The wait is almost over for this year's Edinburgh Marathon Festival with the first set of events starting tomorrow morning in Holyrood Park. Around 30,000 participants are expected in the Scottish capital throughout the weekend, competing in the full marathon, half marathon, 10k, 5k, two junior races, an international breakfast run, mascot race and the popular 'Hairy Haggis' team relay marathon.
International runners can pick up race packs at the EMF Hub both today (12.00 - 8:00pm) and tomorrow (7:00am - 9:00pm), where staff will be on hand to deal with any enquiries participants may have.
There were worries one international runner wouldn't be at the event after Kenyan, Japhet Koech, missed two flights. Koech is due to compete in the marathon on Sunday after Adharanand Finn, author of award winning Running with the Kenyans, helped raise the £1, 500 required to bring him to Edinburgh. Despite being a full-time athlete, Japhet hasn't earned any money from running and is supported by his uncle who works at the local petrol station in the town of Iten
Adharanand told scottishrunningguide.com: "Japhet has always said his dream is to travel, so he is very excited about coming here to the UK to race. Unfortunately his journey has been a nightmare so far - including two missed flights and a night sleeping on the floor in Nairobi airport. But hopefully when he lands things will be easier. As an official elite runner in Edinburgh, the organisers will put him up in a nice hotel - so that will be great for him.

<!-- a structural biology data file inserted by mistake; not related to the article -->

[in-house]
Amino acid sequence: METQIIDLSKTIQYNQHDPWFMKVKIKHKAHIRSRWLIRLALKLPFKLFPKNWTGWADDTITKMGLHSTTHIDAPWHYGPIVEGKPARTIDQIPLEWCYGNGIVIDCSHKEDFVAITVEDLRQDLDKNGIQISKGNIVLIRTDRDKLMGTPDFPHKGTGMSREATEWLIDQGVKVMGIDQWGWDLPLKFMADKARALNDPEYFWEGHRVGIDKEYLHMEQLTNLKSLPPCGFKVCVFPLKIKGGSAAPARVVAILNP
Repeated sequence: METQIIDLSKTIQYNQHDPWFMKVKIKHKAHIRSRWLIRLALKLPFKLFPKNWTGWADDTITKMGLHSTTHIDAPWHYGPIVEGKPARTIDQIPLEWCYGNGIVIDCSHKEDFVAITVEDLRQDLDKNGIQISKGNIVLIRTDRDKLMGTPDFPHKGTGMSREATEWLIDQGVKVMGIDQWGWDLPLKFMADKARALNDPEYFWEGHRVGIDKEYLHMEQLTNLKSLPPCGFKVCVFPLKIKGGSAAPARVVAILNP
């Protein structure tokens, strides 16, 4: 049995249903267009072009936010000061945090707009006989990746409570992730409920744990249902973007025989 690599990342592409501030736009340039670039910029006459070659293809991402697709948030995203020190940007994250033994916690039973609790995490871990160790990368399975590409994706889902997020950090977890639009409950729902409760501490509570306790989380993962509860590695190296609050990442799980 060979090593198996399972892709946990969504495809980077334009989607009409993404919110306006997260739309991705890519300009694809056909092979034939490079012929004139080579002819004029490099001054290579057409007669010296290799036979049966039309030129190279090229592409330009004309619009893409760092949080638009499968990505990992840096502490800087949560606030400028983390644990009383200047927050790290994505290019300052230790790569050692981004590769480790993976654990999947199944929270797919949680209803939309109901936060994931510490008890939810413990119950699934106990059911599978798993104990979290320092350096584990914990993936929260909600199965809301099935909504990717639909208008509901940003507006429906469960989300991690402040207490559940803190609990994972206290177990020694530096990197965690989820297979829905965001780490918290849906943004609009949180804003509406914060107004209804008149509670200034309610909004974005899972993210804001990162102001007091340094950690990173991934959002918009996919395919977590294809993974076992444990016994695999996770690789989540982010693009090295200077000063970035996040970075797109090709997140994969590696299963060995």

"I wanted to give Japhet the chance to prove himself. In Kenya every race is either at altitude or in sweltering heat, so it's difficult to run a time your talent warrants without leaving the country, but of course, the competition is so tough it is hard to get a race abroad unless you are one of the very best Kenyans."
Adharanand also spoke realistically about Japhet's chances: "Japhet really isn't one of the top Kenyans. In Kenya, only 2:07 or 2:08 and under is considered decent for the marathon. Japhet's best time is 2:21. But if he isn't too tired from the journey, I think he can run 2:15, which should put him in the first few positions in the race. But one thing is for sure, whatever happens, afterwards I know he will tell me: "I am very happy." That's just how he is."
One man who has no illusions about getting such a fast time is army veteran Jay Watt. The 36-year-old's biggest challenge will be completing the marathon. Jay is planning to be the first person to finish the race wearing a suit of armour to raise money for Action Group which provides support to people with learning disabilities and has helped Mr Watt's nine-year-old son cope with attention deficit disorder. Last year, Jay completed the course in little over six hours wearing a giant bear costume.
He explained the reason behind this year's unique running attire: "I know the marathon is going to hurt but that will lead people to giving you a couple of pounds. You have to stand out to get some attention and raise more money. This will definitely be the toughest marathon so far. I did about 25 laps of Ibrox in the knight's suit - about six miles - and there was a lot of sore bits in my legs and hips."
Neil Kilgour, Edinburgh Marathon Festival director, said: "We wish Jay well and hope he will be able to complete the race. We're looking forward to welcoming back the thousands of runners who've supported the event over the years plus the thousands who will be joining us for the first time. Nothing beats the feeling of achieving a goal and you can achieve in Edinburgh. Grab the moment and make it happen."
For more information visit the Edinburgh Marathon Festival website.